O2 apologises for distributing free USB pens loaded with Windows Virus as part of marketing campaign
British mobile network provider O2 has apologised for sending malware-laden pen drives to some of its customersGetty Images

Mobile network provider O2 has reportedly sent out USB drives to some of its customers, which were accidentally infected with a "Windows specific virus". The USBs were distributed as part of a marketing campaign for an e-book. Those who received the free flash drives were also sent an email encouraging them to download an e-book.

However, shortly after the malware-laden USB pens were distributed, O2 sent out another email titled "Urgent: Information about potential virus", warning users that some of the devices sent by it contained malware and "may not be picked up by out-of-date Anti-Virus software", the Register reported.

The email stated: "The virus has the ability to install new programs onto your system including updated versions of itself and programs that might grant the virus's author remote control over your computer."

O2 told SCMagazine, "We are aware that some of the promotional USBs we sent to customers have a Windows specific virus risk associated with them. As a precaution, we've contacted those customers who received the USB and advised them to discard it. For any customers that have already used the USB or are concerned, we have a specialist team on hand to support them and guide them through any action they may need to take. We apologise for any inconvenience."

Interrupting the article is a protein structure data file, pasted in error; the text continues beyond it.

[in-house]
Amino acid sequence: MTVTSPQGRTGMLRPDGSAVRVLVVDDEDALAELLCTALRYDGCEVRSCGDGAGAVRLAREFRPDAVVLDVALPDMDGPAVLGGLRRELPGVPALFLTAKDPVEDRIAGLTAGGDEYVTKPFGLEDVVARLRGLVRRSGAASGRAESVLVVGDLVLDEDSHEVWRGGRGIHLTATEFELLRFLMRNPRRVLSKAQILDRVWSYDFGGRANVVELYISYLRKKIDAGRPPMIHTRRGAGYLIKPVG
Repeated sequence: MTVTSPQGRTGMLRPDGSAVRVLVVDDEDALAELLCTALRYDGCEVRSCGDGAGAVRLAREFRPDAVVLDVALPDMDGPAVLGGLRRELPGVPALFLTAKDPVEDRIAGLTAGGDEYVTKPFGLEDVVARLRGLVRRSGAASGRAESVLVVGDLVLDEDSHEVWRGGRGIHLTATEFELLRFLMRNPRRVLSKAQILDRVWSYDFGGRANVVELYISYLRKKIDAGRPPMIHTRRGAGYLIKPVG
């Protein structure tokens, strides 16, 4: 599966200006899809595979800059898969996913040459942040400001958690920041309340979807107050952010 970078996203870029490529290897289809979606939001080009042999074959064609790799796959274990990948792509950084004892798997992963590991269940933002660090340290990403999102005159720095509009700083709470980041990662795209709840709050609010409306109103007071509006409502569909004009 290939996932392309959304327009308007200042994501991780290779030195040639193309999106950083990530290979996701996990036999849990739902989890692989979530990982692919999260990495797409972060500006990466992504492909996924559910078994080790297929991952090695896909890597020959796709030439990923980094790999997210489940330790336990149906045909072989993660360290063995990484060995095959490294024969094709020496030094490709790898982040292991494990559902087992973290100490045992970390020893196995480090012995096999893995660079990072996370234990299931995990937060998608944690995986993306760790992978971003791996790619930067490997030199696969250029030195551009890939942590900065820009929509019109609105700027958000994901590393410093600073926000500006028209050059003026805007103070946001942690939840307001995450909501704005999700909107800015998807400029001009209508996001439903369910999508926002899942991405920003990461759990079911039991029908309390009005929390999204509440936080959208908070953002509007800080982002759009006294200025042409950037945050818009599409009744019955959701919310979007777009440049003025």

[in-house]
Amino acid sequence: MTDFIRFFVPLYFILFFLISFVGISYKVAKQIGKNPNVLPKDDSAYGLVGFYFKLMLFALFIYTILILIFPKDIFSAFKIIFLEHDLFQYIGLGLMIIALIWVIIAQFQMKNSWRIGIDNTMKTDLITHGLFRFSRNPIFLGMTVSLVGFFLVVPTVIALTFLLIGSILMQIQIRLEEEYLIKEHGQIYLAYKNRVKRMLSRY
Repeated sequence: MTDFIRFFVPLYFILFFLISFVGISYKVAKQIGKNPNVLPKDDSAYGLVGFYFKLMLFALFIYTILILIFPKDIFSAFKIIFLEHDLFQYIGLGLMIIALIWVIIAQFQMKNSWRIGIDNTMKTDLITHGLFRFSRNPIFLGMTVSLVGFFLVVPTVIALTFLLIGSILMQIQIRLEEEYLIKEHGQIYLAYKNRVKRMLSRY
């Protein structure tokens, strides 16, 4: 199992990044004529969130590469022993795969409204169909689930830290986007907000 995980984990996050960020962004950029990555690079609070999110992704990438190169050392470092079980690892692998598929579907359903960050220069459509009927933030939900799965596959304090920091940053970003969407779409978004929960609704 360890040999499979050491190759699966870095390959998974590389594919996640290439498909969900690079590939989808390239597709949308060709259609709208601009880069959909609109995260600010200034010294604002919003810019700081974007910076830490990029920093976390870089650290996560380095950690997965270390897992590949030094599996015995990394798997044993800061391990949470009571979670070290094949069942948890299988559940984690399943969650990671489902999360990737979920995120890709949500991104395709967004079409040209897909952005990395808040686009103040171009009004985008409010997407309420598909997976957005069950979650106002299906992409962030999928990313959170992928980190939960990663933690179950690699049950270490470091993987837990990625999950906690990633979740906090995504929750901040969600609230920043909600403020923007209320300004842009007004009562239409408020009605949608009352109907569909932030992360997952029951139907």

The mobile network provider maintained that most of the devices were not infected and blamed a supplier for the issue. The malware could reportedly infect nearly all versions of Windows operating systems including, Windows 95, Windows 98, Windows ME, Windows NT, Windows 2000, Windows Server 2003, Windows XP and Windows Vista.

O2's security gaffe comes on the heels of reports of O2 customer data having been put on sale by hackers on the dark web. However, O2 has denied the data breach. Personal details of O2 customers appeared to have been exposed by the breach, which was uncovered via a "credential stuffing" attack, making use of data from a previously compromised website called XSplit to match login details with O2 accounts.